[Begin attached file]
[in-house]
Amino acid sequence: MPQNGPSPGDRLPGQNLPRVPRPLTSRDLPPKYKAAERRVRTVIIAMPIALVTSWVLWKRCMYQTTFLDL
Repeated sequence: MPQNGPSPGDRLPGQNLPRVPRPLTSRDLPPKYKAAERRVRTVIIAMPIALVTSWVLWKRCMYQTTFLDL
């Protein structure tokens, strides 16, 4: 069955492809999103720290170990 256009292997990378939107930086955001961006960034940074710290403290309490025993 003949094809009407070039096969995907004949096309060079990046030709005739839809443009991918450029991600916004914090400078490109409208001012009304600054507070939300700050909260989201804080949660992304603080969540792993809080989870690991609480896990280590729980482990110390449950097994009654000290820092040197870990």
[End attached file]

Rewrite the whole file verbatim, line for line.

[in-house]
Amino acid sequence: MPQNGPSPGDRLPGQNLPRVPRPLTSRDLPPKYKAAERRVRTVIIAMPIALVTSWVLWKRCMYQTTFLDL
Repeated sequence: MPQNGPSPGDRLPGQNLPRVPRPLTSRDLPPKYKAAERRVRTVIIAMPIALVTSWVLWKRCMYQTTFLDL
């Protein structure tokens, strides 16, 4: 069955492809999103720290170990 256009292997990378939107930086955001961006960034940074710290403290309490025993 003949094809009407070039096969995907004949096309060079990046030709005739839809443009991918450029991600916004914090400078490109409208001012009304600054507070939300700050909260989201804080949660992304603080969540792993809080989870690991609480896990280590729980482990110390449950097994009654000290820092040197870990």